Try Bulb Forcing To Banish The Winter Blues

If you plant bulbs in the garden in the next few weeks you will be rewarded with blooms in the spring. Plant bulbs in pots indoors and you can enjoy the same colorful blooms in those dead winter months of January and February. I came across an article by Greg Coppa on the Horticulture Magazine website which tells you all you need to know about bulb forcing.

When Abby and I married I promised that I would always have plenty of fresh flowers in the house, cut from the seasonal profusion in the yard or in pots carefully tended to throughout the winter.

It has been an easy pledge to honor, pretty much, what with a succession of naturalized daffodils, irises, assorted lilies, roses and whatever annuals we are featuring in any given year. Here in southern New England, the last of the chrysanthemums leave in November and the first snowdrops arrive at the Ides of March. Christmas-themed plants dominate December; the challenge is finding petal power to chase away the January and February blues. Here?s where spring bulbs come in, forced to bloom in pots.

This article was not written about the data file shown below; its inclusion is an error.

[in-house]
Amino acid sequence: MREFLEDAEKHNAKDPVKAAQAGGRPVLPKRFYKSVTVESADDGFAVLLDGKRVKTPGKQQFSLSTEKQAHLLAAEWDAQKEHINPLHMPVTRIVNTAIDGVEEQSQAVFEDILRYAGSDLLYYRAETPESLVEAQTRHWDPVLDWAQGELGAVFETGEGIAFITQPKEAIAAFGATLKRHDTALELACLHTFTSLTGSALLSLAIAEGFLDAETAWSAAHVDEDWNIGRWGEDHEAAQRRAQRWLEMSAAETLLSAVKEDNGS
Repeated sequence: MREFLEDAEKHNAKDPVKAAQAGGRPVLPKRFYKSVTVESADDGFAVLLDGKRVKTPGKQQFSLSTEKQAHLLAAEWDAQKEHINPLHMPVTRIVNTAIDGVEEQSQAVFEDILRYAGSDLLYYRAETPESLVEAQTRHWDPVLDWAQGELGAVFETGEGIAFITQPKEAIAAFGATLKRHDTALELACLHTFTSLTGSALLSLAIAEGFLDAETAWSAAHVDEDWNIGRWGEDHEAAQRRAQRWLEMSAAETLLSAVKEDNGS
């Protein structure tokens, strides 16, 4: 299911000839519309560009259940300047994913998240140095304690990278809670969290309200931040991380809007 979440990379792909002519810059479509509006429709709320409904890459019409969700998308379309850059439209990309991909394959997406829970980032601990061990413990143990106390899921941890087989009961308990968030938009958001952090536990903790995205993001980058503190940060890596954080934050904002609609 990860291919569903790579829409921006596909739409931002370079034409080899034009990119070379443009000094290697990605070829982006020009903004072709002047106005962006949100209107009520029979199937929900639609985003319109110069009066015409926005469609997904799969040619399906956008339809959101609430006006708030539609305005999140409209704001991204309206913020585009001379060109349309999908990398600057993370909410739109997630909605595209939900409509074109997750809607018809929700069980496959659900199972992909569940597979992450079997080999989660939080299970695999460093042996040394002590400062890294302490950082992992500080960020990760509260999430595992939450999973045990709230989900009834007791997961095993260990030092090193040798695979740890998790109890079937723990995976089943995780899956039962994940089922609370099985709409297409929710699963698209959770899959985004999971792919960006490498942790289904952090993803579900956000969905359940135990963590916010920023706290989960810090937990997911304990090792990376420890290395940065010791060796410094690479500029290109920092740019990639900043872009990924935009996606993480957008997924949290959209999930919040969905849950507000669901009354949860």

Delightful daffodils, heady hyacinths, tantalizing tulips, gorgeous grape hyacinths and comely crocuses?nothing is more cheerful on a cold, gray, raining and sleeting day than a pot of any of these in bloom on the coffee table or at the window. It?s easy to do, as long as you choose varieties wisely and have a plan for bringing them along.

Bulb Forcing Made Simple

When it comes to selecting bulbs of all types, size generally does matter?it determines

Sorting bulbs before fall planting in pots for winter bloom.

whether you have abundant blooms or none at all. Around the middle of September, choose the plumpest bulbs that you have purchased. (Bulbs for forcing can also be dug from your garden in early summer after their foliage has browned and shriveled. Dug bulbs should be hung in a plastic mesh bag, the type that onions and oranges are sold in, in a cool dry place.) Carefully peel off any small bulbils and put these runts in that corner of your garden reserved for bringing along future specimens of all kinds.

See more at Horticulture Magazine